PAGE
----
Observers in South Korea noted that North Korea’s economy is weak and much of its military technology dates from back to the 1940s. The views we heard emphasized that North Korea fears for its survival and feels threatened by the U.S. troop presence in South Korea. Another broad conclusion was that the North Korean leadership wants to use the nuclear threat as leverage to bring the U.S. to negotiate a peace treaty (and thereafter withdraw U.S. forces from South Korea).
2. Many analysts we interviewed believe that North Korea has nearly finished its nuclear weapons testing.
The consensus among the analysts and political experts we interviewed—some with extensive experience in government and diplomacy in the region—is that North Korea is well beyond halfway through its testing. However, at a minimum, some clear steps remain: The ballistic missile tests have not yet demonstrated an ability to re-enter the earth’s atmosphere. Also, while North Korea’s September 3 nuclear test was much more powerful than previous tests, it is not clear yet that the North Koreans have developed a hydrogen bomb, as Pyongyang claims. The capability to miniaturize and fit a nuclear bomb into a missile is another step entirely.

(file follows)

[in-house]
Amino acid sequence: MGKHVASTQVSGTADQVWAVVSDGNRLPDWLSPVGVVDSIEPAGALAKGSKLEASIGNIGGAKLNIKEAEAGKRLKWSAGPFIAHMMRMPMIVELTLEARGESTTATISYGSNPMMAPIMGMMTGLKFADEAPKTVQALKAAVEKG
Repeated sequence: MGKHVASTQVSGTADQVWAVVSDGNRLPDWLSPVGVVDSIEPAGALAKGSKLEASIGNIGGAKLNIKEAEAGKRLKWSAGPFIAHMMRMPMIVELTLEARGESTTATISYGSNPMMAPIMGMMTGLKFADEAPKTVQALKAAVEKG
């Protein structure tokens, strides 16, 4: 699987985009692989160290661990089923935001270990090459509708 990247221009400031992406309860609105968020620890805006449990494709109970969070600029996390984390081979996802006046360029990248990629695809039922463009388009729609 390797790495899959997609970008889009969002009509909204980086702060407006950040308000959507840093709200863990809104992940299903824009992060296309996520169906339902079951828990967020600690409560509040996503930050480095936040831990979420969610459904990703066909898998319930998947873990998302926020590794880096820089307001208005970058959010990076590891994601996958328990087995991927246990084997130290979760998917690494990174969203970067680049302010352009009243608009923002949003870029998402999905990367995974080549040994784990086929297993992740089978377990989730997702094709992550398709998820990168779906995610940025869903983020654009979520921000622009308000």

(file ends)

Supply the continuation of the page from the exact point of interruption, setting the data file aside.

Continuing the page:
3. Another widely held view among those with whom we met is that a new war on the Korean Peninsula seems very unlikely at this time.